By Arjay L. Balinbin, Senior Reporter
PLANNING a smart city is not simply an exercise in deploying the most wondrous new technology. If the Philippines’ planners have their way, future city architecture will serve as a tool for making prosperity more broad-based, and attractiveness to investors more sustained. In other words, the building works may be critically important on the surface, but the social engineering may matter more in the long run.
According to the National Economic and Development Authority (NEDA), the whole point of smart cities is to create a “high trust” society that is globally competitive and knowledge-based. Practically speaking, that means a city of fewer metal detectors and a lower expectation of street crime, leaving residents free to pursue their own prosperity in an increasingly connected world, untroubled by the usual urban inconveniences.
Visions like these vary depending on which government agency is doing the talking and what its development agenda is, but they tend to consist of elements of a broader, overarching theme. For instance, the Department of Information and Communications Technology (DICT) believes in planning for a city that is attractive to investors because of talent availability, solid infrastructure, low costs for locators, and has a conducive business environment.
From these lofty plans, a look at the capital, Manila, makes it clear that the Philippines has a long way to go.
Manila ranked last in the inaugural 2022 Digital Cities Index developed by Economist Impact and supported by NEC. It assessed the extent and impact of digitization in 30 cities while considering digital connectivity, services, culture, and sustainability. Manila scored 39.1 out of 100 on the index, well below the Asia-Paciﬁc average of 59.4 and the global average score of 63.3.
Roderick M. Planta, a NEDA undersecretary from the previous government, said that the smart city must address problems stemming from the increasing population, rapid urbanization, vulnerability to disasters, and shortfalls in infrastructure.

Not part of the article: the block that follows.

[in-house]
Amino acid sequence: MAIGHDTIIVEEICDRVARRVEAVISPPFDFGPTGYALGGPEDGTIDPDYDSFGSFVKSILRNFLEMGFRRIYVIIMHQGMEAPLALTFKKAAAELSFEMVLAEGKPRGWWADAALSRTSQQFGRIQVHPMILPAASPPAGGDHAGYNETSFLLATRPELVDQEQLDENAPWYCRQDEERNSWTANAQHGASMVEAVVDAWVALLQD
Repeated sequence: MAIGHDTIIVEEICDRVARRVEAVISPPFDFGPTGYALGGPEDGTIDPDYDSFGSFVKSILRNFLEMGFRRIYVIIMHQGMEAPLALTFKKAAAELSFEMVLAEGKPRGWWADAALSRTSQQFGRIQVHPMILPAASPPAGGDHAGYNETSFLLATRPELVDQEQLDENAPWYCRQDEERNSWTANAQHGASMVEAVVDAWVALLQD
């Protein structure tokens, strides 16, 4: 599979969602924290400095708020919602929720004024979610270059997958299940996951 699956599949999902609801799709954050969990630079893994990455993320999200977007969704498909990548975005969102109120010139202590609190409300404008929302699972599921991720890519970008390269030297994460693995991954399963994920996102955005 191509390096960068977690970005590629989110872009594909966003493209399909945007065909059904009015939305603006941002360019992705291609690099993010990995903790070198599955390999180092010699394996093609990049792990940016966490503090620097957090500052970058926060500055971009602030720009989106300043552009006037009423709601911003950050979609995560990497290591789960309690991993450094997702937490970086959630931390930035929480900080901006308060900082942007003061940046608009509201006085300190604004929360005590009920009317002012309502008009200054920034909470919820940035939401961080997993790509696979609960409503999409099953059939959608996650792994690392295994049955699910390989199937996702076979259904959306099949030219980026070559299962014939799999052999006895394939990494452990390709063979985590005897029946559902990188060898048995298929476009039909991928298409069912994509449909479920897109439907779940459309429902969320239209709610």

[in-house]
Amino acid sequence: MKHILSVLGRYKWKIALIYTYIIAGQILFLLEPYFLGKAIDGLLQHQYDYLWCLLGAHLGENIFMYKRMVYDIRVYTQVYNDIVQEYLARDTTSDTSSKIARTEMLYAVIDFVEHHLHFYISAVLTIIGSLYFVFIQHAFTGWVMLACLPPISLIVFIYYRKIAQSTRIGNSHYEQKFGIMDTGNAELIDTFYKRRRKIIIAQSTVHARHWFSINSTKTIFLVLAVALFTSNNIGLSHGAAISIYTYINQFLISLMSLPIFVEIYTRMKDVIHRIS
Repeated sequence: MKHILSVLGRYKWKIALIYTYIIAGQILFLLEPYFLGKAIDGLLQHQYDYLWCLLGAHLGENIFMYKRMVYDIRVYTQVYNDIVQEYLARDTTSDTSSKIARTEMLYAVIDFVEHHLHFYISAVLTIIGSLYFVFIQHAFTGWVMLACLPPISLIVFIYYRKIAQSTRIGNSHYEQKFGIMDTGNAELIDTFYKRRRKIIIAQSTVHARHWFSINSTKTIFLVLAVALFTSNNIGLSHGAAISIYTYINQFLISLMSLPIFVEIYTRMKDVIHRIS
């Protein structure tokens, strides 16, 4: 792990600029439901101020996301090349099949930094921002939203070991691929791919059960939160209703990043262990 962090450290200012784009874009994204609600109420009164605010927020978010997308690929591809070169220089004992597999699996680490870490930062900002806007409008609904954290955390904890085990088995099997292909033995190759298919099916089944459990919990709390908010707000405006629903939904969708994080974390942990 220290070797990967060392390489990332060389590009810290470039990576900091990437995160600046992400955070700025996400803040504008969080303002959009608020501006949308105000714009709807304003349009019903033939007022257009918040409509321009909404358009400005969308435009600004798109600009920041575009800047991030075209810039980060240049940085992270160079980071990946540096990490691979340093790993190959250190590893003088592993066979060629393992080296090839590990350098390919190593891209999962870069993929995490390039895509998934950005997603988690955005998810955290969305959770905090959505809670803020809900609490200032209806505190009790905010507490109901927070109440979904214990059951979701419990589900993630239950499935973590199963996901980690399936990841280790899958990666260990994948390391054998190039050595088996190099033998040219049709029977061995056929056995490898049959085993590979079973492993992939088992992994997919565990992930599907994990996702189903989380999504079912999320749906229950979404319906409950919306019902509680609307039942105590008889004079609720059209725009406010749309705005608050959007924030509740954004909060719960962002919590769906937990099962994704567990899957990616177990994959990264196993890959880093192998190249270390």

The population is expected to rise to 115.38 million in 2025 from 108.77 million in 2020, he said in a document provided by NEDA to BusinessWorld.
“Smart and sustainable infrastructure is indispensable in transitioning to low-emission and resilient future and achieving SDGs (the United Nations’ sustainable development goals).” He added that it will be a challenge to bring smart and sustainable infrastructure planning to the mainstream.
There are three main goals for pursuing smart city development, he said, citing the ASEAN Sustainable Urbanization Strategy: high quality of life, a competitive economy, and sustainable development.
Mr. Planta said increasing investment in strategic infrastructure demonstrates the government’s commitment to building resiliency.
The 2021 infrastructure expenditure of P1.24 trillion was 5.8% of gross domestic product (GDP) in 2021, up from 3.9% or P590.5 billion in 2016, he said. Infrastructure spending as a percentage of GDP is expected to hit P1.20 trillion or 5.5% of GDP in 2022.
The Philippines has identified six smart city projects as part of its commitment to the ASEAN Smart Cities Network, which facilitates cooperation on smart cities development in the region.
Such projects are a command center upgrade and e-government services in Metro Manila, digital traffic systems and a bus rapid transit system in Cebu City, and the convergence of command and control, intelligent transport, traffic systems, and security in Davao City.